R Ats. Thorpe v Molyneaux

JudgeCarberry, J.A.
Judgment Date31 January 1979
Neutral CitationJM 1979 CA 2
Docket NumberCriminal Appeal No. 163 of 1977
CourtCourt of Appeal (Jamaica)
Date31 January 1979

Court of Appeal

Zacca, P.; (Ag) Melville, J.A.; Carberry, J.A.

Criminal Appeal No. 163 of 1977

Regina Ats. Thorpe

Mr. W.B. Frankson and Mr. F. Hamaty for the complainant-appellant.

Mr. F.M.G. Phipps, Q.C. and Mr. Michael Marsh for the defendant-respondent.

Mr. M. McIntosh, watching, for the Crown.

Family Law - Paternity — Corroboration.

Carberry, J.A.

We heard this appeal on May 15, 16, 17, 18 and 19, when we allowed the appeal, set aside the order of the Resident Magistrate and adjudged the respondent to be the putative father of the two children involved, and ordered that he do pay the weekly sum of $20.00 for each child commencing from the 18 th August, 1977 until such child attain the age of eighteen years. Costs of the appeal were fixed at $50.00 to the appellant. We promised to put our reasons in writing and now do so.


On the 22 nd June, 1976, the complainant-appellant, Daphne Thorpe gave birth to twin boys, named Damon Omar and Dean St. Aubyn. They were delivered by caesarean section. She alleges that the defendant-respondent, Dr. Eustace Molyneaux, is the father of these two children, and as such liable for their support. The defendant-respondent denies that the children are his: he does not suggest that their mother associated with any other man apart from the obvious inference that is they are not his children thenthey must belong to or have been fathered by some other person.


The complainant was at the material time a divorcee; she got her decree absolute on the 25 th April, 1975. She has two children by her previous marriage, and at the time of the conception of the twins these children were living with her at Granville, St. James.


The complainant is by profession a secretary, and was employed as secretary to a team of surgeons at the Cornwall Regional Hospital, in Montego Bay in the parish of St. James. The defendant Dr. Molyneaux was a member of that team and she met him in June 1975. She had had gynaecological problems, was admitted to the hospital in July, and the respondent was one of the doctors who treated her.


The complainant's evidence was to the effect that their acquaintance deepened into friendship and ultimately became intimate. He sometimes took her home from work, and on the 15th October, 1975, she says that having been taken by him to her home she returned with the defendant flat or apartment at the Pamco hotel where sexual intercourse took place between them. They used no contraceptives.


Some few weeks later complainant stated that she felt that she had become pregnant and told the defendant so. He said that she should have a pregnancy test, she took one, and at that stage it proved negative. This was now in November. She went to tell him of the result of these tests and intercourse again took place between them in the second or third week of November.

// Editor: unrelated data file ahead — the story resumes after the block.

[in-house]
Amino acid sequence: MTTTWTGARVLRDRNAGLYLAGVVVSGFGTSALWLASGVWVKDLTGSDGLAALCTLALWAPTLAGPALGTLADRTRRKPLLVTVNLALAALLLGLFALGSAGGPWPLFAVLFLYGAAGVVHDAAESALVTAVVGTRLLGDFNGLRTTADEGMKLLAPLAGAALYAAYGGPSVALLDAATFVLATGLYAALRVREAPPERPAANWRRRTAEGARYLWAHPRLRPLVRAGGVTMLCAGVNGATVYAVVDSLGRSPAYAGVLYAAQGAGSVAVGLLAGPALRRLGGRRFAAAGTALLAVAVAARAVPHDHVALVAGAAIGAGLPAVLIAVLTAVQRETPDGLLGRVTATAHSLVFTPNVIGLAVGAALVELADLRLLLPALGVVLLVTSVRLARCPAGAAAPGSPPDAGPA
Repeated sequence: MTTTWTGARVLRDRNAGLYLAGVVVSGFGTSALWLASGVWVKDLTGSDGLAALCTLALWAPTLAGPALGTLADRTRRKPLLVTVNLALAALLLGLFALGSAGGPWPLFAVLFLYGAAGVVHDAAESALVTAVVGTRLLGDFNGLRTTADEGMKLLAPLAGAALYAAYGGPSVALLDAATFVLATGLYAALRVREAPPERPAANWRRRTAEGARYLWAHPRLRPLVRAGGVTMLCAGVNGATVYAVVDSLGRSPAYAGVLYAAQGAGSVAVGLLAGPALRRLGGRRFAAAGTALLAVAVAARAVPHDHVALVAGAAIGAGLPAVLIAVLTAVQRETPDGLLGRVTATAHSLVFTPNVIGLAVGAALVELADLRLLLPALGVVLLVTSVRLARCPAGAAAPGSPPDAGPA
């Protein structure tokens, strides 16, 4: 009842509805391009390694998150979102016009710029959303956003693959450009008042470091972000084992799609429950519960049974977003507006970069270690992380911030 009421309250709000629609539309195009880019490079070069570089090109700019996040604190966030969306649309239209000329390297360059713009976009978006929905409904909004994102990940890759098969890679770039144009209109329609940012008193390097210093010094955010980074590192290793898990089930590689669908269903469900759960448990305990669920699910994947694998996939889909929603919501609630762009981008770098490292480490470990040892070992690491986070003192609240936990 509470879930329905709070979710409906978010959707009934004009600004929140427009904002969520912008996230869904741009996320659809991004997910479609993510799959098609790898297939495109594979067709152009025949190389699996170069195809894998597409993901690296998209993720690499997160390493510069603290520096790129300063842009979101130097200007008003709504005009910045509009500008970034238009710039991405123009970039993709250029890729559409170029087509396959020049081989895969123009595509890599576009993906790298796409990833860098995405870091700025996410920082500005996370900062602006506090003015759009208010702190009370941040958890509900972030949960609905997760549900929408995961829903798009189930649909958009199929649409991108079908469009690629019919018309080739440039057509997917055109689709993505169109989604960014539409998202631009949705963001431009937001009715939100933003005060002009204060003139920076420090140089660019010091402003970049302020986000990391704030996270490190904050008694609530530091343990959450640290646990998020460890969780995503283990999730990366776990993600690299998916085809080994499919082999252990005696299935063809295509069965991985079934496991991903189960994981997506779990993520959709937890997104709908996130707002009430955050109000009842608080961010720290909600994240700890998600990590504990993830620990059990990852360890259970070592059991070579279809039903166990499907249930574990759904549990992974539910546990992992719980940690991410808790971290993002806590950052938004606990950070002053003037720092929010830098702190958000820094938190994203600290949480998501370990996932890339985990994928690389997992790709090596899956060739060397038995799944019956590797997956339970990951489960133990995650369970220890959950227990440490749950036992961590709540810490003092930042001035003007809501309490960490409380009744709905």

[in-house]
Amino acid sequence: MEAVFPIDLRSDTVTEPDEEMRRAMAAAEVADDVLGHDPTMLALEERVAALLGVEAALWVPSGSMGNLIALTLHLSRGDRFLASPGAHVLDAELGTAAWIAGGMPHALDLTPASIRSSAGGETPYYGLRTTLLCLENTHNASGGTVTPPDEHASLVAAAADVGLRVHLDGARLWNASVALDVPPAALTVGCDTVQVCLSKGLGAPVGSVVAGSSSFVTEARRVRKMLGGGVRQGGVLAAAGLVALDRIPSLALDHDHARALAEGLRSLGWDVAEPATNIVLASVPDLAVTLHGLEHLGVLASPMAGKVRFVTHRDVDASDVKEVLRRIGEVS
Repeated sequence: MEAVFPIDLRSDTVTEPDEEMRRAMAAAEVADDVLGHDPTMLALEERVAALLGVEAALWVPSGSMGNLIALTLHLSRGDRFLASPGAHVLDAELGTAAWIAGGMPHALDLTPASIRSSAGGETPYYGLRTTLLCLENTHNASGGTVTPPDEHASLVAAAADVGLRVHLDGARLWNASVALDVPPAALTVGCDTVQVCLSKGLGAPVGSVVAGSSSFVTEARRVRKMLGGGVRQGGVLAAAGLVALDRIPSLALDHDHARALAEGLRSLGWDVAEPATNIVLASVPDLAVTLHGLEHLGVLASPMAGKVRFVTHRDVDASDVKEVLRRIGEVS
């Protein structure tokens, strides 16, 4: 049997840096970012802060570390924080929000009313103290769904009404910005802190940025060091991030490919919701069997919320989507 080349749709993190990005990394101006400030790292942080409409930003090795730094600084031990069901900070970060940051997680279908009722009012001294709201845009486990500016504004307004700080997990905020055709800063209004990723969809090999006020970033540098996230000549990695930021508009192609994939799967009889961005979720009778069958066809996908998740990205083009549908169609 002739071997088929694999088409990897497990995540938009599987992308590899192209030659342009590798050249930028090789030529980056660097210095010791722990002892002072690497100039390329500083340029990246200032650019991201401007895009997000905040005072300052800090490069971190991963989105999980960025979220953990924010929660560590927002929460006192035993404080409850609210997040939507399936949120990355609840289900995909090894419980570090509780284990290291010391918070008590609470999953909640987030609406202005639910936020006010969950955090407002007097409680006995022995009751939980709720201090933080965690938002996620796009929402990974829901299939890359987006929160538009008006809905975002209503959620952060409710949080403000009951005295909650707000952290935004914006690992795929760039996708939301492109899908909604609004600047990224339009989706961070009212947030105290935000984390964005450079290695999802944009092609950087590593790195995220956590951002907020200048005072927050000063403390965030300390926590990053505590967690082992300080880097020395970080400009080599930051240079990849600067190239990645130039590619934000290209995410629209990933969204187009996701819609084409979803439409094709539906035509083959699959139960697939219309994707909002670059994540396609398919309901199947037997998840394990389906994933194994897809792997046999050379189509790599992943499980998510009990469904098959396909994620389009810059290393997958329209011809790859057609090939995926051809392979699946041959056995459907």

Some time later on she became convinced she had become pregnant: he suggested abortion which she refused, and their friendship cooled. They ceased to be on speaking terms. The defendant had not contributed anything towards the support of the twins. He had denied paternity.


The complainant brought two complaints (one for each twin) against the defendant in the Resident Magistrate's Court for St. James, held at Montego Bay. They were information numbers 9325 and 9326/1976. They were laid on 24th November, 1976 and they were heard on the 24 th February 1977, before His Honour Mr. W.L. Morris, Actg. Resident Magistrate for St. James. This was her first application. She did not on this occasion herself bring any supporting witnesses, though Section 5(1) of the Affiliation Act requires that “the evidence of the complainant be corroborated in some material particular by other evidence to the satisfaction of the Resident Magistrate”. She was cross-examined and denied the suggestion that she had ever had sexual relations with any other man since August of 1975.


At the end of her evidence the defendant himself gave evidence. He admitted having had sexual intercourse, with the complainant on two occasions, the first of which he put as being on the 15th November, 1975: he admitted having been told by her that she was pregnant as a result thereof, but denied in effect that she could possibly have discovered this so close to the date on which he admitted having had intercourse. If she had these symptoms at that time, they indicated to him that she must have already been pregnant for someone else before he had intercourse with her. It appears that the defendant had been called into the witness box by the complainant: this is permissible. After he had given evidence there were very short addresses, and the Resident Magistrate for St. James dismissed the complaint “for want of corroboration”. This appears both in the Notes of the evidence taken first hearing, and on the back of the two informations where the results of the trial are formally recorded.